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Am I Taking Too Many Pills?

Published on Mar 21, 2018
Authored by Pfizer Medical Team

A growing number of people in the US—especially older adults—are taking multiple prescription and over-the-counter medicines and supplements at the same time. But taking all of those medicines and supplements—some of which may not be needed—can increase the risk of side effects and dangerous drug interactions. It’s important to make sure that you are taking only what is necessary. Read on to learn more.

What’s behind the increase?

The number of people between the ages of 62 and 85 who are taking prescription medications is increasing. And so is the number of people taking more than 5 medications and supplements—a practice known as polypharmacy. Researchers point to two possible drivers of this increase. One is that some people are receiving care from more than one healthcare provider and those providers may not be aware of the medicines and supplements that have been prescribed or recommended by their peers. The other is that people don’t always tell their providers (and providers don’t always ask) about their use of supplements and over-the-counter medications.

Are we overmedicating

Problems caused by taking too many medicines

Taking too many medicines can lead to a number of issues, including:

  • An increased risk of side effects.
  • Drug interactions.
  • Urinary incontinence.
  • An increased risk of falls.
  • Trouble thinking or concentrating.
  • Poor nutrition.
  • Trouble performing regular daily activities.
  • Higher healthcare costs.

In addition, the more medicines a person takes, the less likely he or she is to take them as prescribed. In fact, the majority of people who take medicines for chronic diseases stop taking them or take less than was prescribed after 6 months—for reasons including having to manage multiple medicines with different dosing schedules. This can lead to worsening of the disease, hospitalizations, treatment failure, and adverse events.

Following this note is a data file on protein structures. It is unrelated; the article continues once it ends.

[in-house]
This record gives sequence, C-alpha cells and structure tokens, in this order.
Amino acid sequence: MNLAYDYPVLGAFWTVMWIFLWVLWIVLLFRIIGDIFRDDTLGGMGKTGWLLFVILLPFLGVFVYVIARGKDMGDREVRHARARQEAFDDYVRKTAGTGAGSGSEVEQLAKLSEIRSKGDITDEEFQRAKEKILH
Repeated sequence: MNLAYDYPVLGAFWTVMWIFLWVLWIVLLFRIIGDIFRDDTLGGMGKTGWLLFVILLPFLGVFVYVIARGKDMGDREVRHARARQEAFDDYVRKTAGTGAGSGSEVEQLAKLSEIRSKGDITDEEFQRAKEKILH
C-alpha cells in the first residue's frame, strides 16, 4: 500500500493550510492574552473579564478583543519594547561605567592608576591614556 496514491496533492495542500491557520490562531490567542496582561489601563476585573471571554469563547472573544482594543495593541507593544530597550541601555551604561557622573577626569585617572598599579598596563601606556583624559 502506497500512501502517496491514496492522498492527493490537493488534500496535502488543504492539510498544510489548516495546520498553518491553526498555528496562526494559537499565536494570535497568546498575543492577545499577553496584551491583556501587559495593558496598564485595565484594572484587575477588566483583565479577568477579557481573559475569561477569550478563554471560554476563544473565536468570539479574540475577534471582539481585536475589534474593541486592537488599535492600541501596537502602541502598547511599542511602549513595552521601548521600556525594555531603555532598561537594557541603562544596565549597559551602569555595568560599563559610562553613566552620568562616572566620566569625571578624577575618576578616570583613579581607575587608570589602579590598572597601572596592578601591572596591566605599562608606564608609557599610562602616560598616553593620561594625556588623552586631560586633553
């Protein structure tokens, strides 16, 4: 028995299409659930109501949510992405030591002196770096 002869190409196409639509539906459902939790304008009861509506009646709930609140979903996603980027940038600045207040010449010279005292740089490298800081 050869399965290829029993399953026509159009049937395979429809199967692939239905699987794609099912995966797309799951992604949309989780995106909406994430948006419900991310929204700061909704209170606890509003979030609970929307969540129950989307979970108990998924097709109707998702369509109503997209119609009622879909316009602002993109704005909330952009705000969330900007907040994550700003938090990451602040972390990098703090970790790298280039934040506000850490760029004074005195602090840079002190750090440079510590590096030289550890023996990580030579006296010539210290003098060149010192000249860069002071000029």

Steps to make sure you’re not taking medicines or supplements you don’t need

Whether you take prescription medicines, over-the-counter medicines, supplements, or a combination of these, it’s important to work with all of your healthcare providers to make sure that you take only what is necessary for you. Here are tips to help you get started:

  • Select one healthcare provider (for example, your primary care doctor) to coordinate your care with all of your other providers.
  • Keep a list of all of the medicines you take, including prescription medicines, over-the-counter medicines, and supplements. Consider using a medication tracker to help you stay on top of your medicines. And be sure to share the list with all your healthcare providers so that they know what you are taking.
  • Ask your healthcare provider why he or she has prescribed a medicine (or medicines) for you. For example, ask if it is to treat a medical condition, how to take it properly, and how long you need to take it.